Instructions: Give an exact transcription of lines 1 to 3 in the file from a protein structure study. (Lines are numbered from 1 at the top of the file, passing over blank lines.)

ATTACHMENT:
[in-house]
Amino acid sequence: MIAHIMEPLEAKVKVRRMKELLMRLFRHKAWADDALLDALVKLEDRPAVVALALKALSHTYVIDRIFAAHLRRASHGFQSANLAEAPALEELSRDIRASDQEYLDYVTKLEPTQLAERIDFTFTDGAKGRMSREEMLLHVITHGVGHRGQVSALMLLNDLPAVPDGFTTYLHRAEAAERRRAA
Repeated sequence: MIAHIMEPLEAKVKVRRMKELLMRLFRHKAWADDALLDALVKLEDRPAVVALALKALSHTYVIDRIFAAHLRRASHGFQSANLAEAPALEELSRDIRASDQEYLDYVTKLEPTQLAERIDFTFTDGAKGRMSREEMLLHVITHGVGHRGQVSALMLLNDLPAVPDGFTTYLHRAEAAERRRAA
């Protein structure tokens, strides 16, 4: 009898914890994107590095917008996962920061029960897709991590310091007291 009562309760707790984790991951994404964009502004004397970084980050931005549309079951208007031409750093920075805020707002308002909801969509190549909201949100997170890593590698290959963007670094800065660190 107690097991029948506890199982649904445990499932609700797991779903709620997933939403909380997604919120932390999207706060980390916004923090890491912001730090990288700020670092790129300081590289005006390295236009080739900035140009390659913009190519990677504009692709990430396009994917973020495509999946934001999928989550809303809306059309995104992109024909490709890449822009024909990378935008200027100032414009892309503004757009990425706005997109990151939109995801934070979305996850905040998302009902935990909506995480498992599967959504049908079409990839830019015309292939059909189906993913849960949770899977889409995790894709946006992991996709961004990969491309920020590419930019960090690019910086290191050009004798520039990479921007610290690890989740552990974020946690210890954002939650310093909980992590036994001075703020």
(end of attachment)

[in-house]
Amino acid sequence: MIAHIMEPLEAKVKVRRMKELLMRLFRHKAWADDALLDALVKLEDRPAVVALALKALSHTYVIDRIFAAHLRRASHGFQSANLAEAPALEELSRDIRASDQEYLDYVTKLEPTQLAERIDFTFTDGAKGRMSREEMLLHVITHGVGHRGQVSALMLLNDLPAVPDGFTTYLHRAEAAERRRAA
Repeated sequence: MIAHIMEPLEAKVKVRRMKELLMRLFRHKAWADDALLDALVKLEDRPAVVALALKALSHTYVIDRIFAAHLRRASHGFQSANLAEAPALEELSRDIRASDQEYLDYVTKLEPTQLAERIDFTFTDGAKGRMSREEMLLHVITHGVGHRGQVSALMLLNDLPAVPDGFTTYLHRAEAAERRRAA